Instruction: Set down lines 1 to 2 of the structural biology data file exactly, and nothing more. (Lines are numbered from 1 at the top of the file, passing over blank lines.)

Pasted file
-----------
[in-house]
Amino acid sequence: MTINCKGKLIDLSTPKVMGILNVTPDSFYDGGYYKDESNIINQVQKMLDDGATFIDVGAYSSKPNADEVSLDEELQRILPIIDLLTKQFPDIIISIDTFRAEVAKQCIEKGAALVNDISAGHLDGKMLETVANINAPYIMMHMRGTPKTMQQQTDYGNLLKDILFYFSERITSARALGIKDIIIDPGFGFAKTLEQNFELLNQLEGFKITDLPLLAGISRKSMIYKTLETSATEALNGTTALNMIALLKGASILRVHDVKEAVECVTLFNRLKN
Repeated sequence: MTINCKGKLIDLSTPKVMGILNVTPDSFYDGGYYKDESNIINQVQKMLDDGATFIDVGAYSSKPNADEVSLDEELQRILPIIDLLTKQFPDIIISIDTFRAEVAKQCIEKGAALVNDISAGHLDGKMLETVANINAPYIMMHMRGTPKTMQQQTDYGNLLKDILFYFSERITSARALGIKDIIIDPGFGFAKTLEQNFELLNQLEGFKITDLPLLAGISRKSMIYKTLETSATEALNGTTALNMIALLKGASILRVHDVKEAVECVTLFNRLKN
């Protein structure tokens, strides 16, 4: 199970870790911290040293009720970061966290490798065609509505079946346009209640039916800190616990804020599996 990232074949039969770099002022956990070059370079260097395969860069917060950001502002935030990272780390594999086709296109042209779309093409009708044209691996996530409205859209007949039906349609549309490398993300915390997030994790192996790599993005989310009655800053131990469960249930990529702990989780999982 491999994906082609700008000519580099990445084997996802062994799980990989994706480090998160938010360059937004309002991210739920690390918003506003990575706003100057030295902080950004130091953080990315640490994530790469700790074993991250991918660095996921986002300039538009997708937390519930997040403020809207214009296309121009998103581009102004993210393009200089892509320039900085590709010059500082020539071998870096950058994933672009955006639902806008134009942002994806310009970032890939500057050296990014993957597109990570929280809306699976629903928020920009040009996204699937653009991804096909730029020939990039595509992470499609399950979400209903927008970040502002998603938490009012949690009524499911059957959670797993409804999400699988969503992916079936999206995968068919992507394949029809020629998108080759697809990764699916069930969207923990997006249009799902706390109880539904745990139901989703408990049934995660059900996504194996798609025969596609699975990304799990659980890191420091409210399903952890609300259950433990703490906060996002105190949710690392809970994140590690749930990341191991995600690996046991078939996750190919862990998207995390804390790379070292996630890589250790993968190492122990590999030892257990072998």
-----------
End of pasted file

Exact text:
[in-house]
Amino acid sequence: MTINCKGKLIDLSTPKVMGILNVTPDSFYDGGYYKDESNIINQVQKMLDDGATFIDVGAYSSKPNADEVSLDEELQRILPIIDLLTKQFPDIIISIDTFRAEVAKQCIEKGAALVNDISAGHLDGKMLETVANINAPYIMMHMRGTPKTMQQQTDYGNLLKDILFYFSERITSARALGIKDIIIDPGFGFAKTLEQNFELLNQLEGFKITDLPLLAGISRKSMIYKTLETSATEALNGTTALNMIALLKGASILRVHDVKEAVECVTLFNRLKN